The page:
A woman who suffered from seasickness while on a cruise to Spain nine years ago has never recovered, the Daily Telegraph reported.

Jane Houghton from Warrington, Cheshire, Britain developed Mal de Debarquement Syndrome, a rare condition that causes the symptoms of seasickness—like nausea, lack of balance and extreme fatigue—to affect people even after returning to land. Houghton continues to suffer from the symptoms of seasickness since 2001.

"When I first got off the boat, we treated it as a bit of a laugh,” said Houghton. "After a couple of weeks, I started to get seriously worried. My doctor thought I could be suffering from motion sickness, and gave me tablets, but nothing helped.”

Houghton feared she could have a brain tumor, but an MRI scan showed nothing wrong. “When the results came back clear, I convinced myself I was going mad, to the point where I started feeling suicidal. My doctor was baffled,” she said.

Eventually, doctors from the National Hospital for Neurology in London diagnosed her rare condition, but they still haven’t been able to treat her. Houghton did balance exercises for months, but did not improve.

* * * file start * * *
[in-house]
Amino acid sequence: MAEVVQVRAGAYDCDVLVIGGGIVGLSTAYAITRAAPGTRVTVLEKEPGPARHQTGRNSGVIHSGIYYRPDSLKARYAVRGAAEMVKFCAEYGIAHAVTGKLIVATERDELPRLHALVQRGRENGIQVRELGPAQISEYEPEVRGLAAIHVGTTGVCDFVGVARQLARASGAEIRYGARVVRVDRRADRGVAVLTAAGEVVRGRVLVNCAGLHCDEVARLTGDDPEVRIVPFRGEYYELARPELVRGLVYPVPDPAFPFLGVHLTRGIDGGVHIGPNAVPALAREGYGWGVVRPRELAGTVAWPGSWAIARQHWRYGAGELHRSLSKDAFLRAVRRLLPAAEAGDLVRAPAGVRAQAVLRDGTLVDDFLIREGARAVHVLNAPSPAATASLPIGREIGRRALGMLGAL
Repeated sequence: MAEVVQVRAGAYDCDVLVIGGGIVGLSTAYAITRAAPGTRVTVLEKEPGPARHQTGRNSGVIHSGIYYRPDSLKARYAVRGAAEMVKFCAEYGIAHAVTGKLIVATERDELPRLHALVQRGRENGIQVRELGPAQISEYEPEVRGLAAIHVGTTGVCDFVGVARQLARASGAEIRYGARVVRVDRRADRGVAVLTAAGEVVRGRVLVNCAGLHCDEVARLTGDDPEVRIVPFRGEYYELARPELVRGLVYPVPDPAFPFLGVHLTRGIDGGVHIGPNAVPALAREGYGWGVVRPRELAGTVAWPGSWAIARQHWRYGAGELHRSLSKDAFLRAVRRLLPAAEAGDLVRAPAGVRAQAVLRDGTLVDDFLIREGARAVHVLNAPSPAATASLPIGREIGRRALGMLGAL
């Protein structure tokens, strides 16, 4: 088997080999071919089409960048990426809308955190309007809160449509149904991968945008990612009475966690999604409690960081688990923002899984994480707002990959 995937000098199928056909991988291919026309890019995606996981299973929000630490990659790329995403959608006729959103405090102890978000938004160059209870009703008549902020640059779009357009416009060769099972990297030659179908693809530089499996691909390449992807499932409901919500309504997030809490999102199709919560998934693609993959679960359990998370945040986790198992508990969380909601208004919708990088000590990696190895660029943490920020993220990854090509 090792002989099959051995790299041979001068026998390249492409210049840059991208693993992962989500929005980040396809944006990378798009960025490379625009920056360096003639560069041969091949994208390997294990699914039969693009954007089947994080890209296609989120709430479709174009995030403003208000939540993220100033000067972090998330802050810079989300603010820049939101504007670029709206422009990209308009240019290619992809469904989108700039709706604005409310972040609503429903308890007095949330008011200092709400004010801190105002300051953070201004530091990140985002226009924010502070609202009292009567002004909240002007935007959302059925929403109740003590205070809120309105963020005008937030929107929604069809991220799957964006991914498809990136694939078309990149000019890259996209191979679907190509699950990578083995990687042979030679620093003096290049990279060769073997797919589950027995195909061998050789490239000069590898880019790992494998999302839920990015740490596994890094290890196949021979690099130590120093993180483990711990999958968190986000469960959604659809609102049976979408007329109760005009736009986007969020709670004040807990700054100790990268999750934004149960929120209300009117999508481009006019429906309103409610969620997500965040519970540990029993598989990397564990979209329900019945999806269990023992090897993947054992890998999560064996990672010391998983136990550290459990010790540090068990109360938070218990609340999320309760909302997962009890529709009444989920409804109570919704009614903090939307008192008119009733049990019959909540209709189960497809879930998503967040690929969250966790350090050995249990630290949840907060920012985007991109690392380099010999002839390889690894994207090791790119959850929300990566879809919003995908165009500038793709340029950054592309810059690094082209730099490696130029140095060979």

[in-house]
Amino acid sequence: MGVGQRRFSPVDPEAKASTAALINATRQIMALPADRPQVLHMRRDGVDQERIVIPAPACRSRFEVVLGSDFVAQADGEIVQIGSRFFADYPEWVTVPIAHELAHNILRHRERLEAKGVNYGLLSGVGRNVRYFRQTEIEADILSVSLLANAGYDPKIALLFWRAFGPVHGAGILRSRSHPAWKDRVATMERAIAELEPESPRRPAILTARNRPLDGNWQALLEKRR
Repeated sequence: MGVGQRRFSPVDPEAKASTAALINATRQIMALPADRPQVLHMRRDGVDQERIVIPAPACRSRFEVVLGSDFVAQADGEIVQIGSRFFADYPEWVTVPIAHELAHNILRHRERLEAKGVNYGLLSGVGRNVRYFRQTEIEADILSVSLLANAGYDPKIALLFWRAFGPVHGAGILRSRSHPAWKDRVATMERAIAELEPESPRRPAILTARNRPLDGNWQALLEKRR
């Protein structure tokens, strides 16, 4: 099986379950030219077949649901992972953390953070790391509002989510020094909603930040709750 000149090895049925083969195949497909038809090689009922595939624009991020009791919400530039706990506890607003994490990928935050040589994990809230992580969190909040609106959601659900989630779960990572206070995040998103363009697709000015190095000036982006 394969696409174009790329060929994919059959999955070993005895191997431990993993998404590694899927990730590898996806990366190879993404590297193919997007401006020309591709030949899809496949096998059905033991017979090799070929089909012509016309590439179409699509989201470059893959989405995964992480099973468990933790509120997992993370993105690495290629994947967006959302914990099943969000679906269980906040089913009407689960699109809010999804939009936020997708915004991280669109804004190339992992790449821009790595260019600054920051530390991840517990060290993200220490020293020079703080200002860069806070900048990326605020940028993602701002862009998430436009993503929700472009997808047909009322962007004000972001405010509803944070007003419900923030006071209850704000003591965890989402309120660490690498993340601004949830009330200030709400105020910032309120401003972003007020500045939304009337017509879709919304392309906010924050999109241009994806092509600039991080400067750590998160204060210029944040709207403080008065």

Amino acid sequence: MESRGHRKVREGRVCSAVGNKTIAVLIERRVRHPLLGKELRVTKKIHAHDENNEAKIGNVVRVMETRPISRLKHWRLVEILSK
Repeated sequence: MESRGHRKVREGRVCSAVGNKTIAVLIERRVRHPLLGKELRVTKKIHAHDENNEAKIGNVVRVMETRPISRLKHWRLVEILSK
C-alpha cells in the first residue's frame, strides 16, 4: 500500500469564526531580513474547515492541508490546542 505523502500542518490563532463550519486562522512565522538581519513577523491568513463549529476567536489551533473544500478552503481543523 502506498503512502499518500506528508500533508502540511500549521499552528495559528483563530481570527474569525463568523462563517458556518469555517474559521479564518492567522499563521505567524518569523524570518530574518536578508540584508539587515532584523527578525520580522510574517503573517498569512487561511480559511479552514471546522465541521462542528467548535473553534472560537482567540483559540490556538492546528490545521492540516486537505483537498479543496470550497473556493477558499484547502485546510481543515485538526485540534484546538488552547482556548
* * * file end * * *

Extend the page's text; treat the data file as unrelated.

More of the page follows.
"It's a similar sensation to walking on a mattress or a trampoline. On a good day, it's like being on a calm sea, but when I get a bad day, I can barely stand,” Houghton said.

The world’s leading expert on Mal de Debarquement, professor Yoon-Hee cha, a neurologist from the University of California, said that he condition is under-recognized and has no cure.

"It can be devastating to the patients, usually women, who are often in the prime of their lives,” Cha said. Neurologists believe it is caused by an abnormality in the brain, but we will not know exactly what that abnormality is until we can fund and carry out further research."

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